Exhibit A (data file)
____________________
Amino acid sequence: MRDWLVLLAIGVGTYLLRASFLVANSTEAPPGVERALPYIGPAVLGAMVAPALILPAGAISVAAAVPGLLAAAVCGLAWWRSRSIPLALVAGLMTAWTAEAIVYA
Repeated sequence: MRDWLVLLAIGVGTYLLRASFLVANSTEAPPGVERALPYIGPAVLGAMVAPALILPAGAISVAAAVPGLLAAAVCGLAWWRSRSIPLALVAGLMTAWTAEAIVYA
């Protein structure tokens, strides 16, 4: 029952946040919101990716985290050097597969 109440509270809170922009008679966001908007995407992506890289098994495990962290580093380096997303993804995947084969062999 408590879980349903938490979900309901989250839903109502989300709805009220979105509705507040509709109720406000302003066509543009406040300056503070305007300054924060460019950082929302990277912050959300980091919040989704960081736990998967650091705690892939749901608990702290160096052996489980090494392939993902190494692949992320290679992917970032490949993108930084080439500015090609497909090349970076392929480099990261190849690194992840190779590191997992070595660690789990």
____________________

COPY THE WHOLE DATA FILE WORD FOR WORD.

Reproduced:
Amino acid sequence: MRDWLVLLAIGVGTYLLRASFLVANSTEAPPGVERALPYIGPAVLGAMVAPALILPAGAISVAAAVPGLLAAAVCGLAWWRSRSIPLALVAGLMTAWTAEAIVYA
Repeated sequence: MRDWLVLLAIGVGTYLLRASFLVANSTEAPPGVERALPYIGPAVLGAMVAPALILPAGAISVAAAVPGLLAAAVCGLAWWRSRSIPLALVAGLMTAWTAEAIVYA
């Protein structure tokens, strides 16, 4: 029952946040919101990716985290050097597969 109440509270809170922009008679966001908007995407992506890289098994495990962290580093380096997303993804995947084969062999 408590879980349903938490979900309901989250839903109502989300709805009220979105509705507040509709109720406000302003066509543009406040300056503070305007300054924060460019950082929302990277912050959300980091919040989704960081736990998967650091705690892939749901608990702290160096052996489980090494392939993902190494692949992320290679992917970032490949993108930084080439500015090609497909090349970076392929480099990261190849690194992840190779590191997992070595660690789990």